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MATTHEW OF WESTMINSTER The flowers of history, especially such as relate to the affairs of Britain. Vol. I. B.C. 4004 to A.D. 1066.


Sir John Froissart's Chronicles of England, France, Spain and the Ajoining Countries from the latter part of the reign of Edward II to the coronation of Henry IV in 12 volumes 

Chronicles of Enguerrand De Monstrelet (Sir John Froissart's Chronicles continuation) in 13 volumes 

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The flowers of history, especially such as relate to the affairs of Britain. Vol. I. B.C. 4004 to A.D. 1066.
page 548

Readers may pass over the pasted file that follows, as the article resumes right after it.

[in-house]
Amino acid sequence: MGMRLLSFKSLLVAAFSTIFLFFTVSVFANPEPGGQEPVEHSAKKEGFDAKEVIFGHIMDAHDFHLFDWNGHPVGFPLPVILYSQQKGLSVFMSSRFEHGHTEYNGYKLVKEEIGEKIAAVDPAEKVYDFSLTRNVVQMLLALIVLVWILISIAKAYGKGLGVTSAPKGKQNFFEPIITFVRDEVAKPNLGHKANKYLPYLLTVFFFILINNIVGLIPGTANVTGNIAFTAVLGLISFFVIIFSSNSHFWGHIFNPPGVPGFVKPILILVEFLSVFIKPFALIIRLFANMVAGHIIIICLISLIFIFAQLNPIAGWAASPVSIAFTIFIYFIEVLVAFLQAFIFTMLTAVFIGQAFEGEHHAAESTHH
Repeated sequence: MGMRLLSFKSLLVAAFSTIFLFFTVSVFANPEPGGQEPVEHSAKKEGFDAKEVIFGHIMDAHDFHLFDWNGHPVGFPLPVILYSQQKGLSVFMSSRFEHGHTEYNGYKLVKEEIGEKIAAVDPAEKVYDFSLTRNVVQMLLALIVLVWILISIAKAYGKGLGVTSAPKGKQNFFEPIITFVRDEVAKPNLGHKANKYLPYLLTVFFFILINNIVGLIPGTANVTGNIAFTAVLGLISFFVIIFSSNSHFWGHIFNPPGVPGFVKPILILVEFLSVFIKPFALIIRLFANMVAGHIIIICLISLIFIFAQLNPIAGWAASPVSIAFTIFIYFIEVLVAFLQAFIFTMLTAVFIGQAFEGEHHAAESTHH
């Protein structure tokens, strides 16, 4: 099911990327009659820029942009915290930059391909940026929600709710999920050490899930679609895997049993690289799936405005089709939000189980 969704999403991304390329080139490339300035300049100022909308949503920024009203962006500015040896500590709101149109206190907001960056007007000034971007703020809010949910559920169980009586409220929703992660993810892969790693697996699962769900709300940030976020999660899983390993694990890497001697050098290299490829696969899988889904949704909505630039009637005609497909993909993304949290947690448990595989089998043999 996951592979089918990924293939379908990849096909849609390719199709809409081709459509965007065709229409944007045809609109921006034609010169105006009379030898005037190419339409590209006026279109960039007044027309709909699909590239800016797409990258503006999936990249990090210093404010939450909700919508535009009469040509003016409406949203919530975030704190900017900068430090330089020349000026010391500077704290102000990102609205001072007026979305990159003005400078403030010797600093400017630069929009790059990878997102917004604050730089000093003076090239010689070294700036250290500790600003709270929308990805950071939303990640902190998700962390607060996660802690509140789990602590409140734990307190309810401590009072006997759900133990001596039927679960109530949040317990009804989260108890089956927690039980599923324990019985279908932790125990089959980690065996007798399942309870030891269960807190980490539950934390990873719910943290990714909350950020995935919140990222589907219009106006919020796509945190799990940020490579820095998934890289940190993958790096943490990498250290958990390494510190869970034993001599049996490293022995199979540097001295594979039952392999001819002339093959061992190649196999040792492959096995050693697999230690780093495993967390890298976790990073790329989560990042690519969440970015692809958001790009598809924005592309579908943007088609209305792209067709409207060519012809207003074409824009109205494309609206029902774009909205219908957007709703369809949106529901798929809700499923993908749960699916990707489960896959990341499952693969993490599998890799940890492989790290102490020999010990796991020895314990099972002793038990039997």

A.D. 1052. GODWIN PLUNDERS KENT AND SUSSEX. 539 as the king was sufficiently provided with military forces, he replied that he would not send count Eustace to him. Moreover, he commanded him, inasmuch as he had assembled an army against him, and had disturbed the peace of the kingdom without his permission, to come before him on an appointed day, to make answer concerning this wrong, and to submit to the law. But Godwin, as he did not dare to engage in battle with the king, so also was he unwilling to come to his court to submit to the law ; on which account, the king, in accordance with the unanimous decision of his court, outlawed Godwin and his four sons, and banished them from England. And Godwin with his wife Giva, and Tosti his son with his wife Judith, the daughter of Baldwin, count of Flanders, and his other two sons Sweyn and Gurth, embarked on board ship with large treasures, and directed their course into Flanders to the before-mentioned count Baldwin. His sons, Harold and Leofwin, went to Bristol and crossed over to Ireland. The king, too, divorced his wife Edith, on account of her father, and sent her without any honour to Redwell, with only one handmaid, and entrusted her to the care of the abbess. A.D. 1052. Marianne, the Scot, that most veracious writer of chronicles, departed this life. The same year, queen Emma, the wife of the kings Ethelred and Canute, died, and was buried at Winchester. About the same time, Griffin, king of Wales, laid waste the provinces of Hereford, and slew numbers of the men of the district who resisted. And not long afterwards, count Harold, and his brother Leofwin, coming from Ireland into Wessex, carried oh? great booty, and slew those who opposed them. But Godwin, plundering the counties of Kent and Sussex, and carrying off a great deal of booty, came at last to the Isle of Wight, where his sons, Harold and Leofwin, joined him, and then, they all diligently plotted to avenge themselves on king Edward. Accordingly, they laboured to win over numbers of the warlike men of these provinces, and having collected an immense army, on the day of the exaltation of the Holy Cross, they steered their fleet towards the city of London, and pitched their camp near the city of dutfjuurh. King Edward, who was at that time in London, had collected a vast number of armed men, and no ^considerable fleet, in order to pursue Godwin and his sons, both by land and water. But the English, whose sons, and nephews, and kinsmen, and friends, were with Godwin,

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